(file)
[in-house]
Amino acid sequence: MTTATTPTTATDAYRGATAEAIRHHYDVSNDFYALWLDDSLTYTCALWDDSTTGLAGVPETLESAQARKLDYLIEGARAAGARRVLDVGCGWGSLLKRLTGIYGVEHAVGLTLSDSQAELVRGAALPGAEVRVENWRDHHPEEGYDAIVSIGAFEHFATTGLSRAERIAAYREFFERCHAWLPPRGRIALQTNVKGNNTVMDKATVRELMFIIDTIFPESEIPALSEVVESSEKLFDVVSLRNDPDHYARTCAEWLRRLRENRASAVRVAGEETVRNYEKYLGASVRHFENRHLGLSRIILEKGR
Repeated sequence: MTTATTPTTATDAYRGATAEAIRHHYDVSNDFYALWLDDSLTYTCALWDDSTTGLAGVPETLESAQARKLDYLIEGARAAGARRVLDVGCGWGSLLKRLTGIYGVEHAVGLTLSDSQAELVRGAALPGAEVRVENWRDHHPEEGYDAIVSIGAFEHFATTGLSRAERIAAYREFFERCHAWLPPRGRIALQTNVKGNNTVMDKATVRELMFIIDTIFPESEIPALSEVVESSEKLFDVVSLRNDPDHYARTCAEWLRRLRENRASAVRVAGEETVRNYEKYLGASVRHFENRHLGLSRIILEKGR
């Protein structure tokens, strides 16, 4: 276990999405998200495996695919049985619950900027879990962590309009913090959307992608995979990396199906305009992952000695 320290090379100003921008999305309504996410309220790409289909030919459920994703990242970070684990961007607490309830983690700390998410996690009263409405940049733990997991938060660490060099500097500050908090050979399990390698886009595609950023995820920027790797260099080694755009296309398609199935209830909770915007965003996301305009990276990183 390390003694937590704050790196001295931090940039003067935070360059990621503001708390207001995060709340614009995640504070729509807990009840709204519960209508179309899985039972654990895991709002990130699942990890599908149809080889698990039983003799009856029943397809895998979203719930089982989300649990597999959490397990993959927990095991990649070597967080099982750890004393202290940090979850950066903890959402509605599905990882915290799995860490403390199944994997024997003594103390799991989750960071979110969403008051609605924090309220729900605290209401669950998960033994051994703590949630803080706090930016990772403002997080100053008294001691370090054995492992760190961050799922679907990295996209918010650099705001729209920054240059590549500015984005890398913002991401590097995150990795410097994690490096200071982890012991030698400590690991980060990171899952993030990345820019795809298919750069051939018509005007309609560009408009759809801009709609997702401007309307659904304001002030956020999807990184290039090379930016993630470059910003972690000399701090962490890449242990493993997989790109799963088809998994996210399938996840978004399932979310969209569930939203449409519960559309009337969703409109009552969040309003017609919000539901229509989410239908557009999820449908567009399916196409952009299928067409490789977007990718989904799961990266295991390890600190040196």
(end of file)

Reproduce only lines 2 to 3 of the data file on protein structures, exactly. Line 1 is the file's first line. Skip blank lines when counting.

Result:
Amino acid sequence: MTTATTPTTATDAYRGATAEAIRHHYDVSNDFYALWLDDSLTYTCALWDDSTTGLAGVPETLESAQARKLDYLIEGARAAGARRVLDVGCGWGSLLKRLTGIYGVEHAVGLTLSDSQAELVRGAALPGAEVRVENWRDHHPEEGYDAIVSIGAFEHFATTGLSRAERIAAYREFFERCHAWLPPRGRIALQTNVKGNNTVMDKATVRELMFIIDTIFPESEIPALSEVVESSEKLFDVVSLRNDPDHYARTCAEWLRRLRENRASAVRVAGEETVRNYEKYLGASVRHFENRHLGLSRIILEKGR
Repeated sequence: MTTATTPTTATDAYRGATAEAIRHHYDVSNDFYALWLDDSLTYTCALWDDSTTGLAGVPETLESAQARKLDYLIEGARAAGARRVLDVGCGWGSLLKRLTGIYGVEHAVGLTLSDSQAELVRGAALPGAEVRVENWRDHHPEEGYDAIVSIGAFEHFATTGLSRAERIAAYREFFERCHAWLPPRGRIALQTNVKGNNTVMDKATVRELMFIIDTIFPESEIPALSEVVESSEKLFDVVSLRNDPDHYARTCAEWLRRLRENRASAVRVAGEETVRNYEKYLGASVRHFENRHLGLSRIILEKGR